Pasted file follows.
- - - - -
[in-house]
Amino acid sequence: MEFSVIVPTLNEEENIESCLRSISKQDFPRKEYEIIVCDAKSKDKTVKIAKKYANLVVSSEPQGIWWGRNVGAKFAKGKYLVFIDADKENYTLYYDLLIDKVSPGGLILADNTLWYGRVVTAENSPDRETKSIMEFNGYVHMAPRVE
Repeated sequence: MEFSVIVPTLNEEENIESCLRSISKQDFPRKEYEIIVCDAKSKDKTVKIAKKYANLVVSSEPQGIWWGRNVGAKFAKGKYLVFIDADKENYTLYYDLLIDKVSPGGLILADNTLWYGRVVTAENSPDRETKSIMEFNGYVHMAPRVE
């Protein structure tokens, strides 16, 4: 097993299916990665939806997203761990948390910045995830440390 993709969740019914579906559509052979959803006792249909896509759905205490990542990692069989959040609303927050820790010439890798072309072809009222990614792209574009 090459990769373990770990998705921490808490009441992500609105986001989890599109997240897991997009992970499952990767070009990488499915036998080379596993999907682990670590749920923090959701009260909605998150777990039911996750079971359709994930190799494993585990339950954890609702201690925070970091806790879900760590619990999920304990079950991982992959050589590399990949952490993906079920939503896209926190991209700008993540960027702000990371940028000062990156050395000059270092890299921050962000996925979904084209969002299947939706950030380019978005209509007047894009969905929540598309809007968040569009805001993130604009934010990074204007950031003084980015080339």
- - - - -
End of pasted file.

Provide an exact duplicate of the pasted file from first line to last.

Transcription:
[in-house]
Amino acid sequence: MEFSVIVPTLNEEENIESCLRSISKQDFPRKEYEIIVCDAKSKDKTVKIAKKYANLVVSSEPQGIWWGRNVGAKFAKGKYLVFIDADKENYTLYYDLLIDKVSPGGLILADNTLWYGRVVTAENSPDRETKSIMEFNGYVHMAPRVE
Repeated sequence: MEFSVIVPTLNEEENIESCLRSISKQDFPRKEYEIIVCDAKSKDKTVKIAKKYANLVVSSEPQGIWWGRNVGAKFAKGKYLVFIDADKENYTLYYDLLIDKVSPGGLILADNTLWYGRVVTAENSPDRETKSIMEFNGYVHMAPRVE
């Protein structure tokens, strides 16, 4: 097993299916990665939806997203761990948390910045995830440390 993709969740019914579906559509052979959803006792249909896509759905205490990542990692069989959040609303927050820790010439890798072309072809009222990614792209574009 090459990769373990770990998705921490808490009441992500609105986001989890599109997240897991997009992970499952990767070009990488499915036998080379596993999907682990670590749920923090959701009260909605998150777990039911996750079971359709994930190799494993585990339950954890609702201690925070970091806790879900760590619990999920304990079950991982992959050589590399990949952490993906079920939503896209926190991209700008993540960027702000990371940028000062990156050395000059270092890299921050962000996925979904084209969002299947939706950030380019978005209509007047894009969905929540598309809007968040569009805001993130604009934010990074204007950031003084980015080339």